Drawing The Global Colour Line

Drawing The Global Colour Line

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At last a history of Australia in its dynamic global context. In the late nineteenth and early twentieth centuries, in response to the mobilisation and mobility of colonial and coloured peoples around the world, self-styled 'white men's countries' in South Africa, North America and Australasia worked in solidarity to exclude those peoples they defined as not-white--including Africans, Chinese, Indians, Japanese and Pacific Islanders. Their policies provoked in turn a long international struggle for racial equality. Through a rich cast of characters that includes Alfred Deakin, WEB Du Bois, Mahatma Gandhi, Lowe Kong Meng, Tokutomi Soho, Jan Smuts and Theodore Roosevelt, leading Australian historians Marilyn Lake and Henry Reynolds tell a gripping story about the circulation of emotions and ideas, books and people in which Australia emerged as a pace-setter in the modern global politics of whiteness. The legacy of the White Australia policy still cases a shadow over relations with the peoples of Africa and Asia, but campaigns for racial equality have created new possibilities for a more just future. Remarkable for the breadth of its research and its engaging narshow more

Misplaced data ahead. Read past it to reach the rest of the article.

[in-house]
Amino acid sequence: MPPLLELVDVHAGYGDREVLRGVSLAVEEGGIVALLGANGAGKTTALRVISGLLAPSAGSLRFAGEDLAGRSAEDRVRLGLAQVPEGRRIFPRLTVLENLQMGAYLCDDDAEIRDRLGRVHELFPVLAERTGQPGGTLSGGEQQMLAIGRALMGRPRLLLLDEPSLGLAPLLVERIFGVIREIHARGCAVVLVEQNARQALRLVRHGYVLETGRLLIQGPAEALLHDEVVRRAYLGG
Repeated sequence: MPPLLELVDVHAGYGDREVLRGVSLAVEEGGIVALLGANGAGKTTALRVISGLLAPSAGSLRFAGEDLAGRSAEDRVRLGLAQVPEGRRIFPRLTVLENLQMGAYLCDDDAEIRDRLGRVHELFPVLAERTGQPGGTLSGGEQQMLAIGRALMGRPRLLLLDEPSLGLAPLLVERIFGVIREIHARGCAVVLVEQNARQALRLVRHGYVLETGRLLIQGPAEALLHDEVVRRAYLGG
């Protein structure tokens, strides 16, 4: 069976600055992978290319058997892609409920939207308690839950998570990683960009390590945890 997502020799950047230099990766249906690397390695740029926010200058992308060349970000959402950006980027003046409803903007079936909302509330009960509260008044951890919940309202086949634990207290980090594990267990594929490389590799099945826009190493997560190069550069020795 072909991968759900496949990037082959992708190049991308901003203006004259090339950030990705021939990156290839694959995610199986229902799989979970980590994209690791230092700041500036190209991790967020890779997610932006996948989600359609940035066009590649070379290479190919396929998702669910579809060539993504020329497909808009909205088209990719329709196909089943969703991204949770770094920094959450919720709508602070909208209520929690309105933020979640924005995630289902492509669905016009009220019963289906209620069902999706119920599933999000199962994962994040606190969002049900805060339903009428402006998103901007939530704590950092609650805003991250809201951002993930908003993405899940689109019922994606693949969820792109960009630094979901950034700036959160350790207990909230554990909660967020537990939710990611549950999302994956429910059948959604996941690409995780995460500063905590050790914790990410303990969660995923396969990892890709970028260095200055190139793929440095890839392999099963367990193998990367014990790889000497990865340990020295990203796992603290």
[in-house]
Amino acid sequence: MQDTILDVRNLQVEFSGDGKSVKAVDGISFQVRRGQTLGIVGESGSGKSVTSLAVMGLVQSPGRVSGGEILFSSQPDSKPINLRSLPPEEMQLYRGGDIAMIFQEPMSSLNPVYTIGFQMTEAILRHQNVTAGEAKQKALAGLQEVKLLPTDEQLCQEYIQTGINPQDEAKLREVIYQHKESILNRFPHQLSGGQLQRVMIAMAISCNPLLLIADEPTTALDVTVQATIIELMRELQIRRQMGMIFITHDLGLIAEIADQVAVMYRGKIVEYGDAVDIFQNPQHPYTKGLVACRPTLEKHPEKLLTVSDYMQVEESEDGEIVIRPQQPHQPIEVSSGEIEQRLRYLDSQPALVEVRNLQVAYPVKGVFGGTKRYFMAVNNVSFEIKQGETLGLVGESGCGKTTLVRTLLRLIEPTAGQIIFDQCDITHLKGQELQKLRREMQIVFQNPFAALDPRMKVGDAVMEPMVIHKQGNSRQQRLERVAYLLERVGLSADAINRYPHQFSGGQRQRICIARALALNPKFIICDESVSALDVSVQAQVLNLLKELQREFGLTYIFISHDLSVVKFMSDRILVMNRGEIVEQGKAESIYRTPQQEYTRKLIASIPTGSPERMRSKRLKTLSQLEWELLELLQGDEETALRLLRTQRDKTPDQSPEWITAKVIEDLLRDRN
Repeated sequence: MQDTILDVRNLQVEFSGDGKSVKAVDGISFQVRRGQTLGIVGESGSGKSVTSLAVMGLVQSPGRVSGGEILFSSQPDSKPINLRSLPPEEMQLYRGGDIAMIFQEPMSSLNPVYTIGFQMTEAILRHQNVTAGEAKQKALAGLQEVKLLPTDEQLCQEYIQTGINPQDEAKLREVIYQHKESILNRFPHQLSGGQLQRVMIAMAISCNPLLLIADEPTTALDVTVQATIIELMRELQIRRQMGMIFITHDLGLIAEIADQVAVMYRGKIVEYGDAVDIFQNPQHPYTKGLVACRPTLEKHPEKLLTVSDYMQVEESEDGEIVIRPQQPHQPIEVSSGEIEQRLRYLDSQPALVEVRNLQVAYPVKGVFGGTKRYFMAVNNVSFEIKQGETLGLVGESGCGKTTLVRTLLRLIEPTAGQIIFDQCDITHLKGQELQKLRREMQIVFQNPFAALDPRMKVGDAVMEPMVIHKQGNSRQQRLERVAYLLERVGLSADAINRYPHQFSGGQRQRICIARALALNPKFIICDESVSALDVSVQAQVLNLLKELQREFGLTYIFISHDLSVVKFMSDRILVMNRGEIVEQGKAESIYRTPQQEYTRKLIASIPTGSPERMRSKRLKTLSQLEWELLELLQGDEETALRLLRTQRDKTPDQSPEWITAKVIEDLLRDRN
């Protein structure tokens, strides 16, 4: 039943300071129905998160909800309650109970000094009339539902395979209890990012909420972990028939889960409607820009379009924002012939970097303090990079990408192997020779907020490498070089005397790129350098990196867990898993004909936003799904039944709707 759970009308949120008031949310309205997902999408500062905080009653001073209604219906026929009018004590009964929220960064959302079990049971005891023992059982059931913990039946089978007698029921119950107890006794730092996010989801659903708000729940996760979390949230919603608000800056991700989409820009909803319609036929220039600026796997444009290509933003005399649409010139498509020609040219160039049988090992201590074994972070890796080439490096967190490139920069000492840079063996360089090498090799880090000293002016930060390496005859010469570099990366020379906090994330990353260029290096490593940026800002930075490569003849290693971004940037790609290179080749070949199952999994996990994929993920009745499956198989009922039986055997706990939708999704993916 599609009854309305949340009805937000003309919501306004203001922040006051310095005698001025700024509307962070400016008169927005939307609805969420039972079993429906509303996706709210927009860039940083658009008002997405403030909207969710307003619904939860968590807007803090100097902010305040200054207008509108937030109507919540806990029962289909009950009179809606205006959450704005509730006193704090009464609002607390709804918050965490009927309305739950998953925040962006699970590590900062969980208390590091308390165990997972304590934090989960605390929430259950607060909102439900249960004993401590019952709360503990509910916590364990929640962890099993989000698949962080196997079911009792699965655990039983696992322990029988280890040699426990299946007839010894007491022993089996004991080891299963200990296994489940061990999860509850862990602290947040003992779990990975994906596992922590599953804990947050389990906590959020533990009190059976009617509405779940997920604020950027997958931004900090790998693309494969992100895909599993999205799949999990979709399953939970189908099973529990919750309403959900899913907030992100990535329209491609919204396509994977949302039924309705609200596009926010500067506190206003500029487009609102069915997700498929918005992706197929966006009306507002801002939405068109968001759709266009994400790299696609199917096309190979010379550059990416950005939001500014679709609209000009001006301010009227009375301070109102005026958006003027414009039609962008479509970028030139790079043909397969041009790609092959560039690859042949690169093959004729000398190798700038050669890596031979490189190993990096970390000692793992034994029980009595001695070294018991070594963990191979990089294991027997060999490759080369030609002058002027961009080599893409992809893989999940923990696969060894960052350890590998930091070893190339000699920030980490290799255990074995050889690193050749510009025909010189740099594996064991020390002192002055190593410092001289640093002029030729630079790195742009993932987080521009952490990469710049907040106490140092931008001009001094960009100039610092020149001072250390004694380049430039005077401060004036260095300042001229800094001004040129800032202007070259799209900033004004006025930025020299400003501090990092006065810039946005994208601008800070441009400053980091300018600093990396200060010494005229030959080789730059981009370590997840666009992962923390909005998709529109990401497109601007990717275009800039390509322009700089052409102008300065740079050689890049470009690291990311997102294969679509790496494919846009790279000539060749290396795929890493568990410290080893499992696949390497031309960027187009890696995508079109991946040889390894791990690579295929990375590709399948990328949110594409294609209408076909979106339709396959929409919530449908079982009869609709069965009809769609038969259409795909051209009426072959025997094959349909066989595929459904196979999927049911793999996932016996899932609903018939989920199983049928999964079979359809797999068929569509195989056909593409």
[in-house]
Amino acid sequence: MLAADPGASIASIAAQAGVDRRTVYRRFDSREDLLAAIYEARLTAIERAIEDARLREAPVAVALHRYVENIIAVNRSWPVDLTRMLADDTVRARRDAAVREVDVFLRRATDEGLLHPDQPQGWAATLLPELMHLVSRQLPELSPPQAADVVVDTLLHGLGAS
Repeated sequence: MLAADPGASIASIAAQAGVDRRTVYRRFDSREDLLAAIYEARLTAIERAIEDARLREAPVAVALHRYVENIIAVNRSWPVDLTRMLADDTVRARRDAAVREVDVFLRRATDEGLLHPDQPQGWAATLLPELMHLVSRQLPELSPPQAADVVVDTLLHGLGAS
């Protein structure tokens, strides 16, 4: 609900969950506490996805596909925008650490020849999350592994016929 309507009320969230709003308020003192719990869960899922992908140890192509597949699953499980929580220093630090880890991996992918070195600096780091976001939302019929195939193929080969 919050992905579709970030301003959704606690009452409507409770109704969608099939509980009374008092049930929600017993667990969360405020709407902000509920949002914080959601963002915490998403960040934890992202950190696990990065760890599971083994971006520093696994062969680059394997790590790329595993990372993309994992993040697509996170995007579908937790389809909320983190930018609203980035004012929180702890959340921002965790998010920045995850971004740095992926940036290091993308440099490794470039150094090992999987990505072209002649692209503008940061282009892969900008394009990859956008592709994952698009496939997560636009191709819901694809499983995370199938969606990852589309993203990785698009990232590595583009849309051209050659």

Product details

  • Paperback | 400 pages
  • 156 x 232 x 29mm | 512g
  • Melbourne University Press
  • Carlton, Australia
  • 0522854788
  • 9780522854787
  • 1,732,768

About Henry Reynolds

Henry Reynolds holds a Personal Chair in History and Aboriginal Studies at the University of Tasmania. His previous publications include The Other Side of the Frontier (1981), Why Weren't We Told? (2000) and The Law of the Land (2003). Marilyn Lake holds a Personal Chair in the School of Historical and European Studies at LaTrobe University, Melbourne. Her publications include Getting Equal- The History of Australian Feminism (1999), Faith- Faith Bandler, Gentle Activist (2002) and, as co-editor, Connected Worlds- History in Transnational Perspective (with Ann Curthoys, 2006).show more